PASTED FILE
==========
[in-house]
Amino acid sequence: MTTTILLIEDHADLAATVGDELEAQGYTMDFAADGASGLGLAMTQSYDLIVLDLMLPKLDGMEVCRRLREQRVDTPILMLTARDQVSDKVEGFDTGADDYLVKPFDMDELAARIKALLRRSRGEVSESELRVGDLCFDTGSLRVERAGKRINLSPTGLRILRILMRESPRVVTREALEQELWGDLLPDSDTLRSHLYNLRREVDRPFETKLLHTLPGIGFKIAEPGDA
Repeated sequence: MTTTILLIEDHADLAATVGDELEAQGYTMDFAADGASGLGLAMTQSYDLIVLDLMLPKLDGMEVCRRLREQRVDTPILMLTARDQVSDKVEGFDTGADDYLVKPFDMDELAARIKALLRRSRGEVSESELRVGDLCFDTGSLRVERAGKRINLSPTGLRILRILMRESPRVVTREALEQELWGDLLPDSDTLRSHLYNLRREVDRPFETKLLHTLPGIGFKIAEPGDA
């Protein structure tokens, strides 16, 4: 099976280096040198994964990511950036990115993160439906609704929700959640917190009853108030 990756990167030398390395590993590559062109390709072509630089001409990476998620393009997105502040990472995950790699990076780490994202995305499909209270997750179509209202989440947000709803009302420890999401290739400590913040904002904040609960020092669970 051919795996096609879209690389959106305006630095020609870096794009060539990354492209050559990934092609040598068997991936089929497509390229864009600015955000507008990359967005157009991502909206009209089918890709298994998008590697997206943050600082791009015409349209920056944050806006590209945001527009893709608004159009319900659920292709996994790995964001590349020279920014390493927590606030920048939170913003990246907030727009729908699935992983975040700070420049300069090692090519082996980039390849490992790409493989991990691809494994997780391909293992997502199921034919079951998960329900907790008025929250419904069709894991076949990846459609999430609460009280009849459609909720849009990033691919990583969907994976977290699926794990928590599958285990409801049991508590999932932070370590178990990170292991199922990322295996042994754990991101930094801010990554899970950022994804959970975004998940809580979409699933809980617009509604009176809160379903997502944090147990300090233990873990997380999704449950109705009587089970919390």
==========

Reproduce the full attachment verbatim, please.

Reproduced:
[in-house]
Amino acid sequence: MTTTILLIEDHADLAATVGDELEAQGYTMDFAADGASGLGLAMTQSYDLIVLDLMLPKLDGMEVCRRLREQRVDTPILMLTARDQVSDKVEGFDTGADDYLVKPFDMDELAARIKALLRRSRGEVSESELRVGDLCFDTGSLRVERAGKRINLSPTGLRILRILMRESPRVVTREALEQELWGDLLPDSDTLRSHLYNLRREVDRPFETKLLHTLPGIGFKIAEPGDA
Repeated sequence: MTTTILLIEDHADLAATVGDELEAQGYTMDFAADGASGLGLAMTQSYDLIVLDLMLPKLDGMEVCRRLREQRVDTPILMLTARDQVSDKVEGFDTGADDYLVKPFDMDELAARIKALLRRSRGEVSESELRVGDLCFDTGSLRVERAGKRINLSPTGLRILRILMRESPRVVTREALEQELWGDLLPDSDTLRSHLYNLRREVDRPFETKLLHTLPGIGFKIAEPGDA
């Protein structure tokens, strides 16, 4: 099976280096040198994964990511950036990115993160439906609704929700959640917190009853108030 990756990167030398390395590993590559062109390709072509630089001409990476998620393009997105502040990472995950790699990076780490994202995305499909209270997750179509209202989440947000709803009302420890999401290739400590913040904002904040609960020092669970 051919795996096609879209690389959106305006630095020609870096794009060539990354492209050559990934092609040598068997991936089929497509390229864009600015955000507008990359967005157009991502909206009209089918890709298994998008590697997206943050600082791009015409349209920056944050806006590209945001527009893709608004159009319900659920292709996994790995964001590349020279920014390493927590606030920048939170913003990246907030727009729908699935992983975040700070420049300069090692090519082996980039390849490992790409493989991990691809494994997780391909293992997502199921034919079951998960329900907790008025929250419904069709894991076949990846459609999430609460009280009849459609909720849009990033691919990583969907994976977290699926794990928590599958285990409801049991508590999932932070370590178990990170292991199922990322295996042994754990991101930094801010990554899970950022994804959970975004998940809580979409699933809980617009509604009176809160379903997502944090147990300090233990873990997380999704449950109705009587089970919390």